Administrative law is the body of law that governs the activities of administrative agencies of government. Government agency action can include rule making, adjudication, or the enforcement of a specific regulatory agenda. Administrative law is considered a branch of public law.
Administrative law deals with the decision-making of such administrative units of government as tribunals, boards or commissions that are part of a national regulatory scheme in such areas as police law, international trade, manufacturing, the environment, taxation, broadcasting, immigration and transport.
Administrative law expanded greatly during the twentieth century, as legislative bodies worldwide created more government agencies to regulate the social, economic and political spheres of human interaction.
Civil law countries often have specialized administrative courts that review these decisions.
Unlike most common-law jurisdictions, the majority of civil law jurisdictions have specialized courts or sections to deal with administrative cases which, as a rule, will apply procedural rules specifically designed for such cases and distinct from those applied in private-law proceedings, such as contract or tort claims.
In Brazil, administrative cases are typically heard either by the Federal Courts (in matters concerning the Federal Union) or by the Public Treasury divisions of State Courts (in matters concerning the States). In 1998, a constitutional reform, led by the government of President Fernando Henrique Cardoso, introduced regulatory agencies as a part of the executive branch. Since 1988, Brazilian administrative law has been strongly influenced by the judicial interpretations of the constitutional principles of public administration (art. 37 of Federal Constitution): legality, impersonality, publicity of administrative acts, morality and efficiency.
In Chile the President of the Republic exercises the administrative function, in collaboration with several Ministries or other authorities with ministerial rank. Each Ministry has one or more under-secretary that performs through public services the actual satisfaction of public needs. There is not a single specialized court to deal with actions against the Administrative entities, but instead there are several specialized courts and procedures of review.
In France, most claims against the national or local governments as well as claims against private bodies providing public services  are handled by administrative courts, which use the Conseil d'État (Council of State) as a court of last resort for both ordinary and special courts. The main administrative courts are the tribunaux administratifs and appeal courts are the cours administratives d'appel. Special administrative courts include the National Court of Asylum Right as well as military, medical and judicial disciplinary bodies. The French body of administrative law is called "droit administratif".
Over the course of their history, France's administrative courts have developed an extensive and coherent case law (jurisprudence constante) and legal doctrine (principes généraux du droit and principes fondamentaux reconnus par les lois de la République), often before similar concepts were enshrined in constitutional and legal texts. These principes include:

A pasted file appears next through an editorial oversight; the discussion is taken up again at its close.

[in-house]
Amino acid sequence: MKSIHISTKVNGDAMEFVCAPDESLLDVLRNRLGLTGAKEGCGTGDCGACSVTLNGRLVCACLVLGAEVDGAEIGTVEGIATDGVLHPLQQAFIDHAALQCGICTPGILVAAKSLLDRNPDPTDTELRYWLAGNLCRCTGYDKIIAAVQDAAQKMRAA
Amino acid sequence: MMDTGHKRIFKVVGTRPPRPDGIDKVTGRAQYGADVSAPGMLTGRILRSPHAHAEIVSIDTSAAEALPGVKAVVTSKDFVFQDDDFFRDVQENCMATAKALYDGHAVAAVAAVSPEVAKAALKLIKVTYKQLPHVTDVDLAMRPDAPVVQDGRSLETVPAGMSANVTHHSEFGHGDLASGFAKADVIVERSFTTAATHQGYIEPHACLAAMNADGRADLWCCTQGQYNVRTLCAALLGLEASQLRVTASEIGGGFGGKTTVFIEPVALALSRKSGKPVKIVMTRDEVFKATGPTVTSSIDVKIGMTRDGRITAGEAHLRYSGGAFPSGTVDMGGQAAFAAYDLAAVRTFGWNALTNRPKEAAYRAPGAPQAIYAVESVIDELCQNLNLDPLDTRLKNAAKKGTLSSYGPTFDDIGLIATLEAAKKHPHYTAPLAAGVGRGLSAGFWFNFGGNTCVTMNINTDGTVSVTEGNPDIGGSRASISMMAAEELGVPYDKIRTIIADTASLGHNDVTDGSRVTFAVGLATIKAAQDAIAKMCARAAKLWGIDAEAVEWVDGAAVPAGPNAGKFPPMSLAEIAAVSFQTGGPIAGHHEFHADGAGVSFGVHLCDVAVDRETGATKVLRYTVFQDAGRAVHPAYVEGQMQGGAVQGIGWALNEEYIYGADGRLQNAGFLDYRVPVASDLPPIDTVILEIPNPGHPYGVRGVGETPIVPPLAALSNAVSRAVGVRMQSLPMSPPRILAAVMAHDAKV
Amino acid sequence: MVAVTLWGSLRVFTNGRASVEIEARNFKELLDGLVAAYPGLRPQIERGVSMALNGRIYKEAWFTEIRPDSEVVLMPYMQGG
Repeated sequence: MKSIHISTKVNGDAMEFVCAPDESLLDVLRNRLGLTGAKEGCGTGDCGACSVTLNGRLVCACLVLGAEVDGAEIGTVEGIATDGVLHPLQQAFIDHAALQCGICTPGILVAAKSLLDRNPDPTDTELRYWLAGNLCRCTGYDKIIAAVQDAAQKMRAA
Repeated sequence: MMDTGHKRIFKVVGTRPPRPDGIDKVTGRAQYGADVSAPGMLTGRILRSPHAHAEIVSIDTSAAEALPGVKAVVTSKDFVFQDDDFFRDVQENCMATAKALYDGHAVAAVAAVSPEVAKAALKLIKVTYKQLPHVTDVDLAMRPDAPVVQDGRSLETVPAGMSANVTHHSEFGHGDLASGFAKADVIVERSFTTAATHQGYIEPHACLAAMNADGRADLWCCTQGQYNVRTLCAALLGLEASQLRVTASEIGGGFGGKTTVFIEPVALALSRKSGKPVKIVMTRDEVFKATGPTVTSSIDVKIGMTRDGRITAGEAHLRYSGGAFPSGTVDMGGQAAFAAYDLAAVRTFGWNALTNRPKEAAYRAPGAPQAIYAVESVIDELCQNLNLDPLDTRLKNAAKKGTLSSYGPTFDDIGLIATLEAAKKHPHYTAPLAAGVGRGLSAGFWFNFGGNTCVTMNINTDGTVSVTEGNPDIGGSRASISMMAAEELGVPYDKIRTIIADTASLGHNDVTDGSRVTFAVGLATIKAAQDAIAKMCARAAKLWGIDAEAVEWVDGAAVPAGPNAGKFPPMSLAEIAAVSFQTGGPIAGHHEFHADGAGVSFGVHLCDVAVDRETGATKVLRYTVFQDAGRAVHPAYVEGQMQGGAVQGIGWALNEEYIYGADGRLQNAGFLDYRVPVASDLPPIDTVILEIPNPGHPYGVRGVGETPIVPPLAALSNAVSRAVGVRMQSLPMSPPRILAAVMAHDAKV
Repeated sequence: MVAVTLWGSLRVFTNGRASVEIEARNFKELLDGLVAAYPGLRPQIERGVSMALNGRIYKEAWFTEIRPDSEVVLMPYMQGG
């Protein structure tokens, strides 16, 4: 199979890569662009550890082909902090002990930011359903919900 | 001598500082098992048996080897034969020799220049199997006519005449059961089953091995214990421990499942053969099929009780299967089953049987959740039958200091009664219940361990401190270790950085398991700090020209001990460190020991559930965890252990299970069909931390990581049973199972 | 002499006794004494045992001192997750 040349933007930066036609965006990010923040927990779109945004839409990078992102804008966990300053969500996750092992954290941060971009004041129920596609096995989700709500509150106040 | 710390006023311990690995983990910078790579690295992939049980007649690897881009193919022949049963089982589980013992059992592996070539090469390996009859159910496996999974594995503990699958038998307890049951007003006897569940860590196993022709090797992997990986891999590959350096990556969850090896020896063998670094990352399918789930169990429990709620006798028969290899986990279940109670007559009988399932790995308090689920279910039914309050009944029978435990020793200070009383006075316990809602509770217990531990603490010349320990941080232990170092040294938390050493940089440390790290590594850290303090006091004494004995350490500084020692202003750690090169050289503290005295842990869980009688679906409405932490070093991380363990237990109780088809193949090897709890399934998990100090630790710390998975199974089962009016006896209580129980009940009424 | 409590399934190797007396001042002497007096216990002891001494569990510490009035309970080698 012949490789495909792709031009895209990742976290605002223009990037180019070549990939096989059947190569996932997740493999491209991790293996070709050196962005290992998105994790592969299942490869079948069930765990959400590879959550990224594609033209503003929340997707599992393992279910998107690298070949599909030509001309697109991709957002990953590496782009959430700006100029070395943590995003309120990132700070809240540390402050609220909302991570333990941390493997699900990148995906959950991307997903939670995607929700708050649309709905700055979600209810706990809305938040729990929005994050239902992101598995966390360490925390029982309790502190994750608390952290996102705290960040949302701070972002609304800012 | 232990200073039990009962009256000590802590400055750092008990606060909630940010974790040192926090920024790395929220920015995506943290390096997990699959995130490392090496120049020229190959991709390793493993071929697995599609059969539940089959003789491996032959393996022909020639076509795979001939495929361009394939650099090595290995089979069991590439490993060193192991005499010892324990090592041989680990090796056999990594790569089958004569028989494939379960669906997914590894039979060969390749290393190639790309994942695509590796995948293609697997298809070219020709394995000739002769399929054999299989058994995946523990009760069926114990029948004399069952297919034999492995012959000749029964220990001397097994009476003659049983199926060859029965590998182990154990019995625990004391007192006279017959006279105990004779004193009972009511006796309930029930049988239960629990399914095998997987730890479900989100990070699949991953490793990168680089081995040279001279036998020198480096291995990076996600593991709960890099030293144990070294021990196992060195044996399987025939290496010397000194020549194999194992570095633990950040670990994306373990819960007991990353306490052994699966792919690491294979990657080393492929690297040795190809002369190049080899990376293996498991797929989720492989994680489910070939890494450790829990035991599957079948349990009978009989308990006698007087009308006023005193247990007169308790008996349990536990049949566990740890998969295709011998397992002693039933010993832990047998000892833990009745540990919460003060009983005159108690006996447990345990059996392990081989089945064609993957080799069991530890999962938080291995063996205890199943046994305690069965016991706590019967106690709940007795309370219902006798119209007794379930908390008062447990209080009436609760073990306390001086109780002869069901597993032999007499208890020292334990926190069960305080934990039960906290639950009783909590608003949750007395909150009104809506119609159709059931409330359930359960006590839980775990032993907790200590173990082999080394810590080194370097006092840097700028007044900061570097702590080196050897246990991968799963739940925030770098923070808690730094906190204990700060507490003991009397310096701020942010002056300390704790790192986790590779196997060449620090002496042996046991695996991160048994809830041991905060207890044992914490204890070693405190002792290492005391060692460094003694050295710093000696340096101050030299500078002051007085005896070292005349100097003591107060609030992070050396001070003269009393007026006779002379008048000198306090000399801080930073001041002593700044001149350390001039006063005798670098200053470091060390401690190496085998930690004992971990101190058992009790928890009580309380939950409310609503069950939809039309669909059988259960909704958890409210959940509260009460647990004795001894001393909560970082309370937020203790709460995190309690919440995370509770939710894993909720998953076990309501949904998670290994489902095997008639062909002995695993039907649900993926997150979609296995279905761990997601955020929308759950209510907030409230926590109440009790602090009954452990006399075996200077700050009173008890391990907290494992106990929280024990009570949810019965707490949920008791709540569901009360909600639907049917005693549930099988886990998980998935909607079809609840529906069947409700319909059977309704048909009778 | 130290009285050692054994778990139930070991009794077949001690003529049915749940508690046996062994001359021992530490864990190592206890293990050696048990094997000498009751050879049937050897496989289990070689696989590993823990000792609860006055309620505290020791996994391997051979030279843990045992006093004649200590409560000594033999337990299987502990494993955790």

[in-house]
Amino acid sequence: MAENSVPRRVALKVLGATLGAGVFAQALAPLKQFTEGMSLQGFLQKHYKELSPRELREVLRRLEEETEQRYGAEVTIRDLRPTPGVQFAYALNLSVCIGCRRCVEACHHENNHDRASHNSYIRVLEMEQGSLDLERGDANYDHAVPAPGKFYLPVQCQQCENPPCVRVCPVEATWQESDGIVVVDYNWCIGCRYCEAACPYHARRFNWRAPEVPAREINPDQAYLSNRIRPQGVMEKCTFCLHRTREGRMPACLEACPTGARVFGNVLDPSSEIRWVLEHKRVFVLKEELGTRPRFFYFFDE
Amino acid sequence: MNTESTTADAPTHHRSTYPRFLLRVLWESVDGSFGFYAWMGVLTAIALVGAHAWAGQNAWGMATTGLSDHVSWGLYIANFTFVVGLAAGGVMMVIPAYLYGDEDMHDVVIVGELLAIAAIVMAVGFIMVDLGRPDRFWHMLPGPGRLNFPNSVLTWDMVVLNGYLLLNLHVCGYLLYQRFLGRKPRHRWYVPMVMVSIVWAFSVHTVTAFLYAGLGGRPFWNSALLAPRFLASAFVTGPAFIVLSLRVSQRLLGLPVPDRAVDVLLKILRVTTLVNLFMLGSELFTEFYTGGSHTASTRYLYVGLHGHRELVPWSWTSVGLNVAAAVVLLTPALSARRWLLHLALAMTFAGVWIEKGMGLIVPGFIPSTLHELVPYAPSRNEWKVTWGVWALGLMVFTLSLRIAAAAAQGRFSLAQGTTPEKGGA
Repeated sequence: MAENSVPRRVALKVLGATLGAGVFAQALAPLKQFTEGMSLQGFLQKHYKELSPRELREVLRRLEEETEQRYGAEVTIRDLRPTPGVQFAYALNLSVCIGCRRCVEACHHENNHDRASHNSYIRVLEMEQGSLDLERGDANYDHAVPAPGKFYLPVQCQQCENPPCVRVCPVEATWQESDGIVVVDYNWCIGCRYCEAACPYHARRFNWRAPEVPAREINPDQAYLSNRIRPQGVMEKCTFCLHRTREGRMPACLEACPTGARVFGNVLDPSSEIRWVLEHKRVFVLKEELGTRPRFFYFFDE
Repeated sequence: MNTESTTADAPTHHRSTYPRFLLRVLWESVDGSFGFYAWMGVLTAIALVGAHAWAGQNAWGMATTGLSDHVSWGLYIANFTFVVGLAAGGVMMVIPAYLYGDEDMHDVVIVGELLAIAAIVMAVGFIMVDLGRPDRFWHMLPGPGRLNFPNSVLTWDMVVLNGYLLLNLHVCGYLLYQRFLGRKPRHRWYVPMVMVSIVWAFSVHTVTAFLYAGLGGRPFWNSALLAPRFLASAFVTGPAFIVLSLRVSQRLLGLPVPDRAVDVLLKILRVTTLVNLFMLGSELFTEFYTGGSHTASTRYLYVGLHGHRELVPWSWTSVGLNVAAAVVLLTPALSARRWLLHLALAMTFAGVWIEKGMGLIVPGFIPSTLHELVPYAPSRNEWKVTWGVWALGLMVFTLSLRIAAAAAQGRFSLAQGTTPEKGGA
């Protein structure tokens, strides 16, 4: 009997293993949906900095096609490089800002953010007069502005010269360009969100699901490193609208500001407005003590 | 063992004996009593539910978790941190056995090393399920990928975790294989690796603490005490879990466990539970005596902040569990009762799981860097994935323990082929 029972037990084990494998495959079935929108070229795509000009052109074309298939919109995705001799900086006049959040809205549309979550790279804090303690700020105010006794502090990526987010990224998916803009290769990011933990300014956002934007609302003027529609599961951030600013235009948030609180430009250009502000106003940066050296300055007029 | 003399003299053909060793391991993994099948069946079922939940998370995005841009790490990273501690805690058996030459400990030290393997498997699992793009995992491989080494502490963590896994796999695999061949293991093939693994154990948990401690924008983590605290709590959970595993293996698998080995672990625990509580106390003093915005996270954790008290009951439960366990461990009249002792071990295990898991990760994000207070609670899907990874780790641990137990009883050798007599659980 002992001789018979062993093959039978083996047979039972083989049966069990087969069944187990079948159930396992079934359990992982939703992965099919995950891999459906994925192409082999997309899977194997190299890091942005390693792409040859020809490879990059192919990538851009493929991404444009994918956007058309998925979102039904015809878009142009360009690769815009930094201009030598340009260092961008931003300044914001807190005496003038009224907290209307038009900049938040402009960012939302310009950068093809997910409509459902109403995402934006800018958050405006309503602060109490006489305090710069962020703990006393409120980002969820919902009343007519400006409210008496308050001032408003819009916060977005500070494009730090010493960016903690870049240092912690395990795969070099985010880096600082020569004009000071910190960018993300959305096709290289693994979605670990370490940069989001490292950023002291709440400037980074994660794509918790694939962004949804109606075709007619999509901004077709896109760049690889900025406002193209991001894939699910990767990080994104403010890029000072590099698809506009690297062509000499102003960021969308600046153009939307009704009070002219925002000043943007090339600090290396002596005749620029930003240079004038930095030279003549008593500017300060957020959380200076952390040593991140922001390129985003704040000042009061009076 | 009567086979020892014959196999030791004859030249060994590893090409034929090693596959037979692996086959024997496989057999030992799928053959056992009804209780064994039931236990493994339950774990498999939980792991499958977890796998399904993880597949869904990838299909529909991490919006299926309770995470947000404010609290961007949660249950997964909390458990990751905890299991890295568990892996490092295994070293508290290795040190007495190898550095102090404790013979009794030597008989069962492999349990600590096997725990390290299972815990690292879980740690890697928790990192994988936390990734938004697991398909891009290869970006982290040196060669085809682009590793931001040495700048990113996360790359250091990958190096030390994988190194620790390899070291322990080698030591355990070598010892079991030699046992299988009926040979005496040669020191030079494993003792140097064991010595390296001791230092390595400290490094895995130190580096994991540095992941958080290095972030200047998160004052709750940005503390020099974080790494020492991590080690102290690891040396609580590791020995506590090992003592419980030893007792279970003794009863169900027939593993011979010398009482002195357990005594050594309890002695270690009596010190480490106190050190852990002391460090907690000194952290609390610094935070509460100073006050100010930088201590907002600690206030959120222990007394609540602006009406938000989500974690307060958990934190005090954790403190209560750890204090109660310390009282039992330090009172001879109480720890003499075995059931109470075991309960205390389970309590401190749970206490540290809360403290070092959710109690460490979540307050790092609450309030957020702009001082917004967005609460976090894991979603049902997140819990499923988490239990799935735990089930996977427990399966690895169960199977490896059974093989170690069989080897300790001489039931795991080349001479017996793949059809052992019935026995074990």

French administrative law, which is the founder of Continental administrative law, has a strong influence on administrative laws in several other countries such as Belgium, Greece, Turkey and Tunisia.
In Germany administrative law is called "Verwaltungsrecht" , which generally rules the relationship between authorities and the citizens. It establishes citizens' rights and obligations against the authorities. It is a part of the public law, which deals with the organization, the tasks and the acting of the public administration. It also contains rules, regulations, orders and decisions created by and related to administrative agencies, such as federal agencies, federal state authorities, urban administrations, but also admission offices and fiscal authorities etc. Administrative law in Germany follows three basic principles.
Administrative law in Germany can be divided into general administrative law and special administrative law.
The general administration law is basically ruled in the administrative procedures law (Verwaltungsverfahrensgesetz [VwVfG]). Other legal sources are the Rules of the Administrative Courts (Verwaltungsgerichtsordnung [VwGO]), the social security code (Sozialgesetzbuch [SGB]) and the general fiscal law (Abgabenordnung [AO]).
The Verwaltungsverfahrensgesetz (VwVfG), which was enacted in 1977, regulates the main administrative procedures of the federal government. It serves the purpose to ensure a treatment in accordance with the rule of law by the public authority. Furthermore, it contains the regulations for mass processes and expands the legal protection against the authorities. The VwVfG basically applies for the entire public administrative activities of federal agencies as well as federal state authorities, in case of making federal law. One of the central clause is § 35 VwVfG. It defines the administrative act, the most common form of action in which the public administration occurs against a citizen. The definition in § 35  says, that an administration act is characterized by the following features:
§§ 36 - 39, §§ 58 - 59 and § 80 VwV--fG rule the structure and the necessary elements of the administrative act. § 48 and § 49 VwVfG have a high relevance in practice, as well. In these paragraphs, the prerequisites for redemption of an unlawful administration act (§ 48 VwVfG ) and withdrawal of a lawful administration act (§ 49 VwVfG ), are listed.
Administration procedural law (Verwaltungsgerichtsordnung [VwGO]), which was enacted in 1960, rules the court procedures at the administrative court. The VwGO is divided into five parts, which are the constitution of the courts, action, remedies and retrial, costs and enforcement15 and final clauses and temporary arrangements.